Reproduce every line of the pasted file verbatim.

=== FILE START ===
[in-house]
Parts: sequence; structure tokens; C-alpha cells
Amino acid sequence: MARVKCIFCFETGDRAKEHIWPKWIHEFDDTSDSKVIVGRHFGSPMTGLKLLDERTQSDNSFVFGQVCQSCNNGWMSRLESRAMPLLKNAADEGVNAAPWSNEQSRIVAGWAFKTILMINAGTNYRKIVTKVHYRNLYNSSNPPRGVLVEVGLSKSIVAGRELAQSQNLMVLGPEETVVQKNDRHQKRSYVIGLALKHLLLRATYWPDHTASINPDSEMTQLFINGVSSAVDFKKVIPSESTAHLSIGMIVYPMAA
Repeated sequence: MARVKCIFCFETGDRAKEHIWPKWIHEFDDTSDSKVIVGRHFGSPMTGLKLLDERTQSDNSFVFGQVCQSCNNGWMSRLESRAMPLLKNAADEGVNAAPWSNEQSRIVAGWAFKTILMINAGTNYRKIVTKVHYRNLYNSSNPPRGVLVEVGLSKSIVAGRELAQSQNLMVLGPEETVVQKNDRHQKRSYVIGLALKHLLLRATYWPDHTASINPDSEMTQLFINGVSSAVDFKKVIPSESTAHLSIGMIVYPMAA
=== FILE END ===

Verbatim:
[in-house]
Parts: sequence; structure tokens; C-alpha cells
Amino acid sequence: MARVKCIFCFETGDRAKEHIWPKWIHEFDDTSDSKVIVGRHFGSPMTGLKLLDERTQSDNSFVFGQVCQSCNNGWMSRLESRAMPLLKNAADEGVNAAPWSNEQSRIVAGWAFKTILMINAGTNYRKIVTKVHYRNLYNSSNPPRGVLVEVGLSKSIVAGRELAQSQNLMVLGPEETVVQKNDRHQKRSYVIGLALKHLLLRATYWPDHTASINPDSEMTQLFINGVSSAVDFKKVIPSESTAHLSIGMIVYPMAA
Repeated sequence: MARVKCIFCFETGDRAKEHIWPKWIHEFDDTSDSKVIVGRHFGSPMTGLKLLDERTQSDNSFVFGQVCQSCNNGWMSRLESRAMPLLKNAADEGVNAAPWSNEQSRIVAGWAFKTILMINAGTNYRKIVTKVHYRNLYNSSNPPRGVLVEVGLSKSIVAGRELAQSQNLMVLGPEETVVQKNDRHQKRSYVIGLALKHLLLRATYWPDHTASINPDSEMTQLFINGVSSAVDFKKVIPSESTAHLSIGMIVYPMAA